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June 8, 2011

EU: Commission E. coli payment offer too low, say farmers

The European Commission's EUR150m (US$220m) compensation package for farmers hit by the E. coli scandal in Europe is too low, the EU-wide farming union Copa-Cogeca has warned.

By Dean Best

The European Commission’s EUR150m (US$220m) compensation package for farmers hit by the E. coli scandal in Europe is too low, the EU-wide farming union Copa-Cogeca has warned.

EU Agriculture Commissioner Dacian Ciolos yesterday (7 June) saw his offer rejected by member states and the farmers union also said the proposal did not go far enough.

Copa-Cogeca said the proposal would only cover “one-third” of the losses of farmers affected by the outbreak, which originated in Germany. The so-called super toxic strain of E. coli has killed 22 people, sickened thousands and hit produce sales but officials have yet to find the source of the outbreak.

Speaking in Luxembourg at a meeting of EU farm ministers, Copa vice-president Albert Jan Maat said: “EU producers and agri-cooperatives have suffered enormously by this outbreak. Losses reach up to EUR400m per week in eight member states, with some farmers and cooperatives already forced out of business. EU fruit and vegetable prices have plummeted and consumption has fallen dramatically.”

After his proposal was turned down by ministers, Ciolos said yesterday he would return with an “improved proposal”, most likely today.

The original offer would have compensated farmers at 30% of the average selling price between 2007-2010.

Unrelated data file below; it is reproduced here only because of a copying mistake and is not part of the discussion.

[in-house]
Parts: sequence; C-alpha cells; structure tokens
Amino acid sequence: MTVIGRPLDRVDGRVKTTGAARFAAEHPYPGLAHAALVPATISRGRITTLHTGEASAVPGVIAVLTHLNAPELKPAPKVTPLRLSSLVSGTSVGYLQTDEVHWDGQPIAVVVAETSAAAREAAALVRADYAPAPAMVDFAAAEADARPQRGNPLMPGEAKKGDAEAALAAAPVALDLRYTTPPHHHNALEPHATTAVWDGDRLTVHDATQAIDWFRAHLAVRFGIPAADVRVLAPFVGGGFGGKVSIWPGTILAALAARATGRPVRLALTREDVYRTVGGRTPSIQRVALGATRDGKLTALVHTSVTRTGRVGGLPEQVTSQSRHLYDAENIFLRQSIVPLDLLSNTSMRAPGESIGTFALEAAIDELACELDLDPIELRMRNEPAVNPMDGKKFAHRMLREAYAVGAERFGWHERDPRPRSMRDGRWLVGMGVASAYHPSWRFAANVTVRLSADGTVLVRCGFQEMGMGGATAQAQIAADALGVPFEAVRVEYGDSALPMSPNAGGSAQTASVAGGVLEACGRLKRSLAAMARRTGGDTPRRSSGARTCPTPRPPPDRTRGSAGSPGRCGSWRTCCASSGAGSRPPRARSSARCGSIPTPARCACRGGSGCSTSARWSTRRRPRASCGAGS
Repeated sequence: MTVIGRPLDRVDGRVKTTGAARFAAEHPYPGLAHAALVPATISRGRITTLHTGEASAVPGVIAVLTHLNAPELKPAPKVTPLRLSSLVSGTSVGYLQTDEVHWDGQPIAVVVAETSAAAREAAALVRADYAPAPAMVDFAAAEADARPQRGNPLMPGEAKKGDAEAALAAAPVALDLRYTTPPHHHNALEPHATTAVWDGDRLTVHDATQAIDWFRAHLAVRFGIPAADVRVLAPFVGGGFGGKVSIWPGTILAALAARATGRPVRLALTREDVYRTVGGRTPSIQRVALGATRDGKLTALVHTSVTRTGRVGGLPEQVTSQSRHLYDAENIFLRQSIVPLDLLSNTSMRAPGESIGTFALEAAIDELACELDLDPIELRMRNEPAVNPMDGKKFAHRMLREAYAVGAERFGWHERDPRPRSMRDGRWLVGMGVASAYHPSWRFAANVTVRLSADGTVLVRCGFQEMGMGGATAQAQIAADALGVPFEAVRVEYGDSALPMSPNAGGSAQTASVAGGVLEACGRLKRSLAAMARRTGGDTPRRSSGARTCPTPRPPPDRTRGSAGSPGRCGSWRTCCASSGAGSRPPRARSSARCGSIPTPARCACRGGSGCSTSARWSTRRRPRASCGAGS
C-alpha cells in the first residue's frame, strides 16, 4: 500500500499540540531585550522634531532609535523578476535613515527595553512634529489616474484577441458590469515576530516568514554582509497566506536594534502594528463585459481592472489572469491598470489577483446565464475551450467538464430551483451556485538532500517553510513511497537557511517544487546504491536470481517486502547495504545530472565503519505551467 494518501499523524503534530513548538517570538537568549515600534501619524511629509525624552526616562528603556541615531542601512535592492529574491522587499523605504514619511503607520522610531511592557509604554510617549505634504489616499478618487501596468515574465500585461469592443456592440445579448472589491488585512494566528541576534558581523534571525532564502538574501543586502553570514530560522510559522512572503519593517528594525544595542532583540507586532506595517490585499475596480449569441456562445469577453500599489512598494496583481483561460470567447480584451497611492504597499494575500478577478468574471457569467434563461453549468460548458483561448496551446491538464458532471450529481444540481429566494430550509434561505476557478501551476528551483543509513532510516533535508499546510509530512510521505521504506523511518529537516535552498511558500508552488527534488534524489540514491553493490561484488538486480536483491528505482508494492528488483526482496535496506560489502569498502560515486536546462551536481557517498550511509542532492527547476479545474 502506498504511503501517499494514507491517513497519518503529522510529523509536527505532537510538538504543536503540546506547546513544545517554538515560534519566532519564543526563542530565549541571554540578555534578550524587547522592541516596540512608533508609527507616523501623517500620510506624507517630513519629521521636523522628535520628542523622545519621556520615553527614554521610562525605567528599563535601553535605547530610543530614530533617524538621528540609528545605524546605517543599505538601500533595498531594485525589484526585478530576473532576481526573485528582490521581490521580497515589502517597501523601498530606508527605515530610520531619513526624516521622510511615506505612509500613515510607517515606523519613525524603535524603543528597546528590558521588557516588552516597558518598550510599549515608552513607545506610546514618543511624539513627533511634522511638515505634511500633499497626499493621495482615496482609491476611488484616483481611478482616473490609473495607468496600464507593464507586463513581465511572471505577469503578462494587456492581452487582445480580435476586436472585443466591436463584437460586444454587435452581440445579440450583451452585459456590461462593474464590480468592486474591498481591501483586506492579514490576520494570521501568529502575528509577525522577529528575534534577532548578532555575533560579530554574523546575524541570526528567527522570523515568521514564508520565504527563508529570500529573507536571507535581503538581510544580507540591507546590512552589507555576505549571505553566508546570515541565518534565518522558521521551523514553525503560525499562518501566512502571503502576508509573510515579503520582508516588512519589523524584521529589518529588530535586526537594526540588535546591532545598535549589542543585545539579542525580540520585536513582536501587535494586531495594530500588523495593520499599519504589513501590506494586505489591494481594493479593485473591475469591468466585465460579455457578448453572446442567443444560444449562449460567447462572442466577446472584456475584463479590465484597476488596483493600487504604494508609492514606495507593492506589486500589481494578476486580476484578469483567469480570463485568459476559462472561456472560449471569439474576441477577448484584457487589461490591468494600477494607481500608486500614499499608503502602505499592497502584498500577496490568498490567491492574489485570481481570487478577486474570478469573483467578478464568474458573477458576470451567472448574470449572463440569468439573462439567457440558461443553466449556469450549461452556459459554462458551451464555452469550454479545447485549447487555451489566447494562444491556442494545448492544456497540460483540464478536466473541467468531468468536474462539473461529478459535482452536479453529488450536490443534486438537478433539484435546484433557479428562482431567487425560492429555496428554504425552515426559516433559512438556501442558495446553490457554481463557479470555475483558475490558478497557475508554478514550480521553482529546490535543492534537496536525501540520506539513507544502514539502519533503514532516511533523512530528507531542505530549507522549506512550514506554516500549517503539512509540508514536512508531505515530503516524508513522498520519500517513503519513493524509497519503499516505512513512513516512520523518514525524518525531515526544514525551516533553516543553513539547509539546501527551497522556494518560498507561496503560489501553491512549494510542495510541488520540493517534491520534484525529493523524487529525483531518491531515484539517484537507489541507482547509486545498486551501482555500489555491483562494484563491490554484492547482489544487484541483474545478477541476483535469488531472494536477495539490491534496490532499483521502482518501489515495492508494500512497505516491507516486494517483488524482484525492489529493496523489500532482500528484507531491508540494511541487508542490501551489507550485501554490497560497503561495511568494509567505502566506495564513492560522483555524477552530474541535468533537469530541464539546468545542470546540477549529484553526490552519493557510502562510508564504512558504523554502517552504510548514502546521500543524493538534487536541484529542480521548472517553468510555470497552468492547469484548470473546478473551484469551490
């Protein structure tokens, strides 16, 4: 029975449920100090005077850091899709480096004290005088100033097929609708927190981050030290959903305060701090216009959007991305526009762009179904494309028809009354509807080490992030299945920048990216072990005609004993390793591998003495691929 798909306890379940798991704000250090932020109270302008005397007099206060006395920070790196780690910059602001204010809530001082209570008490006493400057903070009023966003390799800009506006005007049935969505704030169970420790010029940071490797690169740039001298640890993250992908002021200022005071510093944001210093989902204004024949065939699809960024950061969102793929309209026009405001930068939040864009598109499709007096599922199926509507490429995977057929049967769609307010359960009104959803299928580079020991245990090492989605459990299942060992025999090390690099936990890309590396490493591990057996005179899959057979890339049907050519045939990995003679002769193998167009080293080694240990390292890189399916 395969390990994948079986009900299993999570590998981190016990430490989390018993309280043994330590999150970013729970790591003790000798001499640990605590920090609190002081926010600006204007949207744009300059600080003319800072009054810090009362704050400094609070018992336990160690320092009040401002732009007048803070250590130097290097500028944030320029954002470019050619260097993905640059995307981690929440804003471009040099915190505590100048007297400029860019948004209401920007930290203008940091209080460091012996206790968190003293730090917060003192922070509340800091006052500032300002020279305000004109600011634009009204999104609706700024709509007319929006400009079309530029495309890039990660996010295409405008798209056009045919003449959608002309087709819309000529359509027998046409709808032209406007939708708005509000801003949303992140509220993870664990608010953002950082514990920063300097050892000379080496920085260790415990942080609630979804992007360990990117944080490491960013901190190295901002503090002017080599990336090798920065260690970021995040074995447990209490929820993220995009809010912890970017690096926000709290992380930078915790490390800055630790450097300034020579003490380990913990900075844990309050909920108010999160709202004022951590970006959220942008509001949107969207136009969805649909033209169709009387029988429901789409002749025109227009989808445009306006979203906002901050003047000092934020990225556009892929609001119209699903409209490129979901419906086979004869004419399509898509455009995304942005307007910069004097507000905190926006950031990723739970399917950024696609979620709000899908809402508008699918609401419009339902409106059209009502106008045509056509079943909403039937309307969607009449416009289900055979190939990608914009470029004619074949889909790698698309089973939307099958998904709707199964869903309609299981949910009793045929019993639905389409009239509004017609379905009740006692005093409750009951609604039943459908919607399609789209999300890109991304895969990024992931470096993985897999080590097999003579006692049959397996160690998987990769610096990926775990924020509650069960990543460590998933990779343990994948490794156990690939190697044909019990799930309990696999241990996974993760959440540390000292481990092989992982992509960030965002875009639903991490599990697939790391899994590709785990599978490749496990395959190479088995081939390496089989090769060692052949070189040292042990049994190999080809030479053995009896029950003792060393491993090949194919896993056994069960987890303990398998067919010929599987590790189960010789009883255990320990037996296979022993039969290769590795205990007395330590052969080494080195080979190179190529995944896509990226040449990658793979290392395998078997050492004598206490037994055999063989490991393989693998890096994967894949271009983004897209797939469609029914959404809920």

Ciolos said the Commission was in an “awkward situation” as it needed to take into account both the losses suffered by farmers as well as budget constraints. He said he did not think that the Commission would be able to go up to 100% compensation for all products and all producers.

The outbreak had been blamed – mistakenly – by German health authorities on Spanish cucumbers. However, sales of cucumbers have not just been hit; demand for tomatoes, lettuce and other vegetables like courgettes has also fallen.

Maat told ministers that “80% of total vegetable production” was being destroyed due to the fall in demand. He said: “Farmers and cooperatives must recover their costs for these exceptional withdrawals. Today’s proposal would recover only one third of the economic losses of a week.”

Cogeca vice president Eduardo Baamonde Noche called for the EU to promote produce to boost consumption and “restore consumer confidence”.

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